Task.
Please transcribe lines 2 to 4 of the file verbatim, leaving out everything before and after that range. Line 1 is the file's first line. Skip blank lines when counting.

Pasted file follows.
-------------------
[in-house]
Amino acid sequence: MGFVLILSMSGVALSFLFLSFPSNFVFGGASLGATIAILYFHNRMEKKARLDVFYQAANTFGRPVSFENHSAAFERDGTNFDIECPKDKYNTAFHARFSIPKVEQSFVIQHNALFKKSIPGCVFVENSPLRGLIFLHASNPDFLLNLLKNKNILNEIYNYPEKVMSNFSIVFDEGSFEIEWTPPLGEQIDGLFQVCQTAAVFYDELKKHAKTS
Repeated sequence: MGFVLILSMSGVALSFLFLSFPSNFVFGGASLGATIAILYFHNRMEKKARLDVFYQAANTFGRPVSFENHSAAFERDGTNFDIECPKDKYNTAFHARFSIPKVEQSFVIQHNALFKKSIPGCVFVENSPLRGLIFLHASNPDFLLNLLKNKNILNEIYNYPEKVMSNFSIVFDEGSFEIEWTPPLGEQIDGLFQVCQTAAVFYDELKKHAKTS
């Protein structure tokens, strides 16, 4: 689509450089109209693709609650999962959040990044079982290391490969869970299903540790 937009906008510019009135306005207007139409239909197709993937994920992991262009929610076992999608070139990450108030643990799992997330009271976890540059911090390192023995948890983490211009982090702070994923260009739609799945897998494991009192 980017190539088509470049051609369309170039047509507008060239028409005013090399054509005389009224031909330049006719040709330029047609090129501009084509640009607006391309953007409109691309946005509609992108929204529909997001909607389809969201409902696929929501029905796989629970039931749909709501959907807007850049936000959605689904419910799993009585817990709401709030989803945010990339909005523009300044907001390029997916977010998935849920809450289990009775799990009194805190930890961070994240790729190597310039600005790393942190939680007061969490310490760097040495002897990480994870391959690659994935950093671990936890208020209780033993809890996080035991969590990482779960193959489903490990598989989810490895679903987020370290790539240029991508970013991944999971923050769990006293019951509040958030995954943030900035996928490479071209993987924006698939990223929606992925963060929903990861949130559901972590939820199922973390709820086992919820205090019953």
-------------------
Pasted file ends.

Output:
Amino acid sequence: MGFVLILSMSGVALSFLFLSFPSNFVFGGASLGATIAILYFHNRMEKKARLDVFYQAANTFGRPVSFENHSAAFERDGTNFDIECPKDKYNTAFHARFSIPKVEQSFVIQHNALFKKSIPGCVFVENSPLRGLIFLHASNPDFLLNLLKNKNILNEIYNYPEKVMSNFSIVFDEGSFEIEWTPPLGEQIDGLFQVCQTAAVFYDELKKHAKTS
Repeated sequence: MGFVLILSMSGVALSFLFLSFPSNFVFGGASLGATIAILYFHNRMEKKARLDVFYQAANTFGRPVSFENHSAAFERDGTNFDIECPKDKYNTAFHARFSIPKVEQSFVIQHNALFKKSIPGCVFVENSPLRGLIFLHASNPDFLLNLLKNKNILNEIYNYPEKVMSNFSIVFDEGSFEIEWTPPLGEQIDGLFQVCQTAAVFYDELKKHAKTS
């Protein structure tokens, strides 16, 4: 689509450089109209693709609650999962959040990044079982290391490969869970299903540790 937009906008510019009135306005207007139409239909197709993937994920992991262009929610076992999608070139990450108030643990799992997330009271976890540059911090390192023995948890983490211009982090702070994923260009739609799945897998494991009192 980017190539088509470049051609369309170039047509507008060239028409005013090399054509005389009224031909330049006719040709330029047609090129501009084509640009607006391309953007409109691309946005509609992108929204529909997001909607389809969201409902696929929501029905796989629970039931749909709501959907807007850049936000959605689904419910799993009585817990709401709030989803945010990339909005523009300044907001390029997916977010998935849920809450289990009775799990009194805190930890961070994240790729190597310039600005790393942190939680007061969490310490760097040495002897990480994870391959690659994935950093671990936890208020209780033993809890996080035991969590990482779960193959489903490990598989989810490895679903987020370290790539240029991508970013991944999971923050769990006293019951509040958030995954943030900035996928490479071209993987924006698939990223929606992925963060929903990861949130559901972590939820199922973390709820086992919820205090019953």